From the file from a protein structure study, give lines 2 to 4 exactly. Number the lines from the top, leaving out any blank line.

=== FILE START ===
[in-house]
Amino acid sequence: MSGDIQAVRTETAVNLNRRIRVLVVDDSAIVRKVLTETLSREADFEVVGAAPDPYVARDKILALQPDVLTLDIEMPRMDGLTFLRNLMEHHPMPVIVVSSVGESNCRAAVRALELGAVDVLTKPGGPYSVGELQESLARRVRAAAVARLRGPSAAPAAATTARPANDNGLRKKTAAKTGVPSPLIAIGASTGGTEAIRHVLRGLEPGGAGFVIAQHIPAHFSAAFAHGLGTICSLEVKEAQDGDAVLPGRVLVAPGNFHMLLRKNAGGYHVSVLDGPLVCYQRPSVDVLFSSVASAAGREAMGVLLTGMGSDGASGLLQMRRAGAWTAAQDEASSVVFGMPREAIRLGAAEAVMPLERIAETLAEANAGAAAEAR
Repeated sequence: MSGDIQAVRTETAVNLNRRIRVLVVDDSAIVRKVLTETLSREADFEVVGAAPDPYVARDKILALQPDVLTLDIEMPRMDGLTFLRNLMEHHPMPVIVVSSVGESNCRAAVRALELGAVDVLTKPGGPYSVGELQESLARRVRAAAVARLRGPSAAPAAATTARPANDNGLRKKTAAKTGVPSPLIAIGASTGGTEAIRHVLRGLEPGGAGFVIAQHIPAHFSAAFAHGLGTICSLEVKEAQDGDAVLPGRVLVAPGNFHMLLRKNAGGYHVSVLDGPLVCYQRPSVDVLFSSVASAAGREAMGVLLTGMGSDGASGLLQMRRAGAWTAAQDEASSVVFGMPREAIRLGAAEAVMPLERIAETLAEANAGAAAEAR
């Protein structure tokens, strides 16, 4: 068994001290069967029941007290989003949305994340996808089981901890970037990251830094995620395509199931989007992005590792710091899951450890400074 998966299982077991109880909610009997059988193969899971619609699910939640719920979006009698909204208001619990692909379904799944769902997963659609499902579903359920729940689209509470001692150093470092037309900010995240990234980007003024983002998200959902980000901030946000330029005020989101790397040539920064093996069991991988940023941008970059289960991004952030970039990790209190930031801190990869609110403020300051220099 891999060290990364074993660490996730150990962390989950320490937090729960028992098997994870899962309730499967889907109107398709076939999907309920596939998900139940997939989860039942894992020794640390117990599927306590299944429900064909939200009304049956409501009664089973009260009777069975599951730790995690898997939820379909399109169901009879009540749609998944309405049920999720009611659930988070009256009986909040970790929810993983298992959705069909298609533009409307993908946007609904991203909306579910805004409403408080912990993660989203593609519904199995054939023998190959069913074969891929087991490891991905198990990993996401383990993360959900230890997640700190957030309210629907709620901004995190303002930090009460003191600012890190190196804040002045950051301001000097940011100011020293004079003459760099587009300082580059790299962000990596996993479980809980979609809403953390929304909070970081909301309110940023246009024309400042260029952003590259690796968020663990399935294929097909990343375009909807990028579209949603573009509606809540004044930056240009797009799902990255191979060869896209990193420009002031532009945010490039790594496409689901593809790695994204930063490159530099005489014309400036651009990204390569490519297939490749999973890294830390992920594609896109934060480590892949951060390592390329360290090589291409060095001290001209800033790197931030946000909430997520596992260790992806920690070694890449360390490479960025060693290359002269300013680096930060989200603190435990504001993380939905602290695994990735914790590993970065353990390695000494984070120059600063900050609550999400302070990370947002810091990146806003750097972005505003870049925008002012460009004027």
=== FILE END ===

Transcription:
Amino acid sequence: MSGDIQAVRTETAVNLNRRIRVLVVDDSAIVRKVLTETLSREADFEVVGAAPDPYVARDKILALQPDVLTLDIEMPRMDGLTFLRNLMEHHPMPVIVVSSVGESNCRAAVRALELGAVDVLTKPGGPYSVGELQESLARRVRAAAVARLRGPSAAPAAATTARPANDNGLRKKTAAKTGVPSPLIAIGASTGGTEAIRHVLRGLEPGGAGFVIAQHIPAHFSAAFAHGLGTICSLEVKEAQDGDAVLPGRVLVAPGNFHMLLRKNAGGYHVSVLDGPLVCYQRPSVDVLFSSVASAAGREAMGVLLTGMGSDGASGLLQMRRAGAWTAAQDEASSVVFGMPREAIRLGAAEAVMPLERIAETLAEANAGAAAEAR
Repeated sequence: MSGDIQAVRTETAVNLNRRIRVLVVDDSAIVRKVLTETLSREADFEVVGAAPDPYVARDKILALQPDVLTLDIEMPRMDGLTFLRNLMEHHPMPVIVVSSVGESNCRAAVRALELGAVDVLTKPGGPYSVGELQESLARRVRAAAVARLRGPSAAPAAATTARPANDNGLRKKTAAKTGVPSPLIAIGASTGGTEAIRHVLRGLEPGGAGFVIAQHIPAHFSAAFAHGLGTICSLEVKEAQDGDAVLPGRVLVAPGNFHMLLRKNAGGYHVSVLDGPLVCYQRPSVDVLFSSVASAAGREAMGVLLTGMGSDGASGLLQMRRAGAWTAAQDEASSVVFGMPREAIRLGAAEAVMPLERIAETLAEANAGAAAEAR
């Protein structure tokens, strides 16, 4: 068994001290069967029941007290989003949305994340996808089981901890970037990251830094995620395509199931989007992005590792710091899951450890400074 998966299982077991109880909610009997059988193969899971619609699910939640719920979006009698909204208001619990692909379904799944769902997963659609499902579903359920729940689209509470001692150093470092037309900010995240990234980007003024983002998200959902980000901030946000330029005020989101790397040539920064093996069991991988940023941008970059289960991004952030970039990790209190930031801190990869609110403020300051220099 891999060290990364074993660490996730150990962390989950320490937090729960028992098997994870899962309730499967889907109107398709076939999907309920596939998900139940997939989860039942894992020794640390117990599927306590299944429900064909939200009304049956409501009664089973009260009777069975599951730790995690898997939820379909399109169901009879009540749609998944309405049920999720009611659930988070009256009986909040970790929810993983298992959705069909298609533009409307993908946007609904991203909306579910805004409403408080912990993660989203593609519904199995054939023998190959069913074969891929087991490891991905198990990993996401383990993360959900230890997640700190957030309210629907709620901004995190303002930090009460003191600012890190190196804040002045950051301001000097940011100011020293004079003459760099587009300082580059790299962000990596996993479980809980979609809403953390929304909070970081909301309110940023246009024309400042260029952003590259690796968020663990399935294929097909990343375009909807990028579209949603573009509606809540004044930056240009797009799902990255191979060869896209990193420009002031532009945010490039790594496409689901593809790695994204930063490159530099005489014309400036651009990204390569490519297939490749999973890294830390992920594609896109934060480590892949951060390592390329360290090589291409060095001290001209800033790197931030946000909430997520596992260790992806920690070694890449360390490479960025060693290359002269300013680096930060989200603190435990504001993380939905602290695994990735914790590993970065353990390695000494984070120059600063900050609550999400302070990370947002810091990146806003750097972005505003870049925008002012460009004027």